New York Times swimmer illustration

When I started out as a practicing illustrator, I used traditional materials, ink, watercolor, scratchboard. It was 1989, the computer was still fairly new, at least for me. I had a Mac but used it only for word processing, page layout, games, and playing around a bit with MacPaint.

My scratchboard work landed me a regular gig with a local weekly paper. The deadlines were fierce and I kept finding scratchboard unwieldy when making last minute revisions. But I liked the look of scratchboard so, instead of switching to another traditional medium, like pen and ink, I switched to the computer to replicate the look of scratchboard using a digital method. I thought the computer would make revisions much easier and quicker, and it did.

So, as my work matured in its early stages, my medium of choice was the computer, specifically vector art.

I eventually switched to Photoshop so I could incorporate texture and create a more hand-made look to my work. Photoshop became my medium of choice for most of my career. It was the medium I used to develop my signature style. But I still enjoyed making vector art now and then, and incorporating it into my process. And each time I had the opportunity to teach students how to use FreeHand and Illustrator, I became more interested in the process, and the graphic look. I had learned a lot about illustration since my early beginnings with vector art, and I found myself wishing I had known then what I knew now (Faces, "Ooh La La").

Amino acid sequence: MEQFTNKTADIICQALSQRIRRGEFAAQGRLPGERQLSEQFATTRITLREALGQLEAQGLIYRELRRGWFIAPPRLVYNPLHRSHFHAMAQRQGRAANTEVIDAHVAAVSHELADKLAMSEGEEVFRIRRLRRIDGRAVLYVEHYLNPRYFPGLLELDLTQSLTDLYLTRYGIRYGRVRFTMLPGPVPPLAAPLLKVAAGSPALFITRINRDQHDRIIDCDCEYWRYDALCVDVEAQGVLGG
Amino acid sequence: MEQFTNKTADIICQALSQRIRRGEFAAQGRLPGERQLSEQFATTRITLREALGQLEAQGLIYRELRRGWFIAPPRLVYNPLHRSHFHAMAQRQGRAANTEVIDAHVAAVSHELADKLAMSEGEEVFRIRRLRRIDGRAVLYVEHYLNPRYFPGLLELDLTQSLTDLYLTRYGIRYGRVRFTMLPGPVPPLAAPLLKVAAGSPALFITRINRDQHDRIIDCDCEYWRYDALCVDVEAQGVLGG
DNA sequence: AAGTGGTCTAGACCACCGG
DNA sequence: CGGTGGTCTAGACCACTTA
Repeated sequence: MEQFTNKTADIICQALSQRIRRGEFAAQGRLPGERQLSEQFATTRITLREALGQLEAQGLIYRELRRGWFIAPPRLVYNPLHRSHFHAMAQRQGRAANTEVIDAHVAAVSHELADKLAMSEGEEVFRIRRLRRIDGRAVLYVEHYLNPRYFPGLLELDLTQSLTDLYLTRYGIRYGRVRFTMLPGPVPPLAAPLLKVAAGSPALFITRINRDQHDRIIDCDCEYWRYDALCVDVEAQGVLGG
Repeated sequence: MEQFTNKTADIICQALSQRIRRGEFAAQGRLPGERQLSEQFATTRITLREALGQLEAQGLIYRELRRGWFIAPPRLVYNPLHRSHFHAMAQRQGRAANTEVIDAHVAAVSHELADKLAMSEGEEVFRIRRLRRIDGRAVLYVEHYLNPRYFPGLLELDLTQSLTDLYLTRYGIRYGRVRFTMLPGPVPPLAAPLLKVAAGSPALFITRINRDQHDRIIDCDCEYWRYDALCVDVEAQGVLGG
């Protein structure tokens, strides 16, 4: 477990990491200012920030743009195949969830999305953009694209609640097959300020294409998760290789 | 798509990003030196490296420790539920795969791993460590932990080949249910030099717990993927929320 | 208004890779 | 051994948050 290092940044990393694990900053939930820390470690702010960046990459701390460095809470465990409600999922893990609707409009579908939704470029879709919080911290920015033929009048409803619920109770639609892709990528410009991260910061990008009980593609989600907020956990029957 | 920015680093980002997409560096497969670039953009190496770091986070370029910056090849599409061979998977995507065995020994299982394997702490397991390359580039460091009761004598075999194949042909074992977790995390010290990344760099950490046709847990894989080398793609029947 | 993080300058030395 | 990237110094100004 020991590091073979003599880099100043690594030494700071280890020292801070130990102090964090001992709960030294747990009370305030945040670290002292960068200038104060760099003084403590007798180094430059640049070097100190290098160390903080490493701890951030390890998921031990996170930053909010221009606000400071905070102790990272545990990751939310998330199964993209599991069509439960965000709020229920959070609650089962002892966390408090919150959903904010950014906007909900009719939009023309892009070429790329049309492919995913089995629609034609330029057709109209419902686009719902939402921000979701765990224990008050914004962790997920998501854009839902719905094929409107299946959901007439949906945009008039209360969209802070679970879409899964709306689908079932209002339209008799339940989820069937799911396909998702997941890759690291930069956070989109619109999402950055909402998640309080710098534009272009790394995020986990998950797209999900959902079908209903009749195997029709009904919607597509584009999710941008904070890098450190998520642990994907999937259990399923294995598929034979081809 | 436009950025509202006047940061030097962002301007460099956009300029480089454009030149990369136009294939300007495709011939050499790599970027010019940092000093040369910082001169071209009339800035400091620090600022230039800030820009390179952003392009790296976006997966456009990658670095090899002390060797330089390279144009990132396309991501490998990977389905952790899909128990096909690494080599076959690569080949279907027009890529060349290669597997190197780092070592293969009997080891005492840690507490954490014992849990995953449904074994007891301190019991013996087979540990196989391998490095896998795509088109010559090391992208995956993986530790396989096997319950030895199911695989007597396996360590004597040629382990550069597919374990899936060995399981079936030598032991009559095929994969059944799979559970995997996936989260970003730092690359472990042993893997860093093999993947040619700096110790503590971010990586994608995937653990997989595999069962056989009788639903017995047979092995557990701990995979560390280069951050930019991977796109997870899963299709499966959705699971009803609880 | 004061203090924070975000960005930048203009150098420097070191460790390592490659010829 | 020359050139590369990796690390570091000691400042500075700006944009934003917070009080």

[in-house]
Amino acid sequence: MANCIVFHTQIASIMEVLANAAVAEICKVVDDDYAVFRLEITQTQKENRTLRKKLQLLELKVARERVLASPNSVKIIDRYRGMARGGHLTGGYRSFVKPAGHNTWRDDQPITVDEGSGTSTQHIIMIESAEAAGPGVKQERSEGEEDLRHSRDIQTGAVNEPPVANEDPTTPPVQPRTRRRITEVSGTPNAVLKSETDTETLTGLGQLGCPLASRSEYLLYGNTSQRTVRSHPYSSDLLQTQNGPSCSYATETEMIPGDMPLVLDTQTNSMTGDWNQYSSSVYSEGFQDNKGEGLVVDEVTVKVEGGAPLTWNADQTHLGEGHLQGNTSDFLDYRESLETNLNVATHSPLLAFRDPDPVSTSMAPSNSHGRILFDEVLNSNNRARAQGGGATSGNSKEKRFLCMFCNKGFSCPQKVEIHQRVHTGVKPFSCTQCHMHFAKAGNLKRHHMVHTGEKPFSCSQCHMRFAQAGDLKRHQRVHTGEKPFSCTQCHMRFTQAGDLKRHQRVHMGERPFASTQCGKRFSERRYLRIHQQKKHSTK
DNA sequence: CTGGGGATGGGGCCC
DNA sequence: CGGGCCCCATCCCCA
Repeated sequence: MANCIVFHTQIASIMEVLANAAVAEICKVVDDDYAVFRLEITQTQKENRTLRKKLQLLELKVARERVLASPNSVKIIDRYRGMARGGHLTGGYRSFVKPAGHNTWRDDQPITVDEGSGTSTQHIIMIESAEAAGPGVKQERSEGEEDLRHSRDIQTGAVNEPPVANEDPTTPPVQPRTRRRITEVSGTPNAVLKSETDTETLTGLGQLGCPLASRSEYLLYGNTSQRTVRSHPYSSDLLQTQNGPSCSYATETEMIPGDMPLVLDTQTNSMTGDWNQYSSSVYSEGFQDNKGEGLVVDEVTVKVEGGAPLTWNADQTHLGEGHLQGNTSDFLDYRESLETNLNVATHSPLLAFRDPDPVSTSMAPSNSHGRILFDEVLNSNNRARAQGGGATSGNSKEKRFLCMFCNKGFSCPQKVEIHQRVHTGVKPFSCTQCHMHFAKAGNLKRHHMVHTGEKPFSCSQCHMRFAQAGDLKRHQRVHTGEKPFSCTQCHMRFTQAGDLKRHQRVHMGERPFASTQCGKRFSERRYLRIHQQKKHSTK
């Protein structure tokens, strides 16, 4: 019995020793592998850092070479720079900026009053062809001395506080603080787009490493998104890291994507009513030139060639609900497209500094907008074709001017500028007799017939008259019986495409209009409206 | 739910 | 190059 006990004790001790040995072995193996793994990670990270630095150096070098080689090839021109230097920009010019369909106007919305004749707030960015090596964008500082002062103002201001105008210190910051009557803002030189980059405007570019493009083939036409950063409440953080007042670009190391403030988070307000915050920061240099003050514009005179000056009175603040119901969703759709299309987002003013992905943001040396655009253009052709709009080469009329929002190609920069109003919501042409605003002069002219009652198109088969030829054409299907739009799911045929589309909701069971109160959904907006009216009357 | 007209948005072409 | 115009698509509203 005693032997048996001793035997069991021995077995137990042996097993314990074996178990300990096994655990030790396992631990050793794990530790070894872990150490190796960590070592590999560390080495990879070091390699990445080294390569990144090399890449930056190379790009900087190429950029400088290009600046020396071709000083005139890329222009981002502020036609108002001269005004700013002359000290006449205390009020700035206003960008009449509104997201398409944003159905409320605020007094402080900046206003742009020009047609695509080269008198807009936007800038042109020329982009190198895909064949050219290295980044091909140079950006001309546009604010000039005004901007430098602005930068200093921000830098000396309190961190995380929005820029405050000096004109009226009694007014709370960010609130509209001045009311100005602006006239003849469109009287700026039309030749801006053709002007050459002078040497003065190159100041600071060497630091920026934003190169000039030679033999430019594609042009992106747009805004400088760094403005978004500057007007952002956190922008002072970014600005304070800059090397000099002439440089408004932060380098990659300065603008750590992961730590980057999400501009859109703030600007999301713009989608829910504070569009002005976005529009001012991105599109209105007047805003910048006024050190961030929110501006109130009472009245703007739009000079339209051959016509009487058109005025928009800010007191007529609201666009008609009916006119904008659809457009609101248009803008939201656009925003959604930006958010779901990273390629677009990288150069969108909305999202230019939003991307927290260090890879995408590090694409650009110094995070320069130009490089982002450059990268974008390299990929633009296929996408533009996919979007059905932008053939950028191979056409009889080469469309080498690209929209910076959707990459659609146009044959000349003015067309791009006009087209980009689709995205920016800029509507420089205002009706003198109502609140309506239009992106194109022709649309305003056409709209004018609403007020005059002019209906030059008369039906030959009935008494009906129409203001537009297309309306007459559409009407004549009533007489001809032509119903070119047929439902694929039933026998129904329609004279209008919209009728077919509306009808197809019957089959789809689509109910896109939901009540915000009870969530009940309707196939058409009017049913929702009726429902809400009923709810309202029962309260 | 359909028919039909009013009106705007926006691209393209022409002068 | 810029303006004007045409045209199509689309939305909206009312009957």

This year, my 25th as a practicing illustrator, I decided to revisit vector art, and above is the first piece. It's an illustration I created for The New York Times for a story by Jane Brody about adults not knowing how to swim.  It seems statistics show that a high percentage of swimming deaths are people middle-aged and older. I didn't realize I was in a risky age group when it came to swimming. And actually, I technically don't know how to swim, meaning I can't do that breathing in above water and then breathing out under water. I can swim fine as long as I keep my head above the water, but is that really knowing how to swim?

Above are the thumbnail sketches I sent to the art director. One idea was a person's head with its eyes just above the water. Another idea was a swimmer in a body of water in the shape of a coffin. I thought this idea was stronger. I sent a few variations for both ideas.

The art director went with the coffin idea, but I had to make the proportion taller, which was a challenge at first. The solution I found was to show the side of the coffin.

Above are the vector process steps, path outlines, color, and water pattern.